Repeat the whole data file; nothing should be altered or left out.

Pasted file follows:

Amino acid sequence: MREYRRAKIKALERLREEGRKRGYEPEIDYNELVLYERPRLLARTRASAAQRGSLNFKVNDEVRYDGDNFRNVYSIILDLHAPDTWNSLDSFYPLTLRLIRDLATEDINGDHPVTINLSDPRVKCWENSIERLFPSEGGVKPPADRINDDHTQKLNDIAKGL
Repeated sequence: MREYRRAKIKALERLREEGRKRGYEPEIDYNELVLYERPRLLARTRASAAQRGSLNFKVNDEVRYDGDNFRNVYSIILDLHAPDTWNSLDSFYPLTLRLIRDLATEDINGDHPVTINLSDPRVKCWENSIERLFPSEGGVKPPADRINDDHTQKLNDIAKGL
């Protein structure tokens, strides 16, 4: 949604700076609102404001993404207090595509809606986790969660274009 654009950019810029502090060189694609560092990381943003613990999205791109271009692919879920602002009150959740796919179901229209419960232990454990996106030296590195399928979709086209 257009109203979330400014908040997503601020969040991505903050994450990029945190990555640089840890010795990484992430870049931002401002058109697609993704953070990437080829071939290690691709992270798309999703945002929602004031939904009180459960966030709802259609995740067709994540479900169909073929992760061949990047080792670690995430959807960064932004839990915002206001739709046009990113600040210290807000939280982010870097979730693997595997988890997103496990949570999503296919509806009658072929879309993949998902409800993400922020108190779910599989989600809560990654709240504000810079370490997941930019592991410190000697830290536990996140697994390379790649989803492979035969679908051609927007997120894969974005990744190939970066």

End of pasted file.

Amino acid sequence: MREYRRAKIKALERLREEGRKRGYEPEIDYNELVLYERPRLLARTRASAAQRGSLNFKVNDEVRYDGDNFRNVYSIILDLHAPDTWNSLDSFYPLTLRLIRDLATEDINGDHPVTINLSDPRVKCWENSIERLFPSEGGVKPPADRINDDHTQKLNDIAKGL
Repeated sequence: MREYRRAKIKALERLREEGRKRGYEPEIDYNELVLYERPRLLARTRASAAQRGSLNFKVNDEVRYDGDNFRNVYSIILDLHAPDTWNSLDSFYPLTLRLIRDLATEDINGDHPVTINLSDPRVKCWENSIERLFPSEGGVKPPADRINDDHTQKLNDIAKGL
């Protein structure tokens, strides 16, 4: 949604700076609102404001993404207090595509809606986790969660274009 654009950019810029502090060189694609560092990381943003613990999205791109271009692919879920602002009150959740796919179901229209419960232990454990996106030296590195399928979709086209 257009109203979330400014908040997503601020969040991505903050994450990029945190990555640089840890010795990484992430870049931002401002058109697609993704953070990437080829071939290690691709992270798309999703945002929602004031939904009180459960966030709802259609995740067709994540479900169909073929992760061949990047080792670690995430959807960064932004839990915002206001739709046009990113600040210290807000939280982010870097979730693997595997988890997103496990949570999503296919509806009658072929879309993949998902409800993400922020108190779910599989989600809560990654709240504000810079370490997941930019592991410190000697830290536990996140697994390379790649989803492979035969679908051609927007997120894969974005990744190939970066």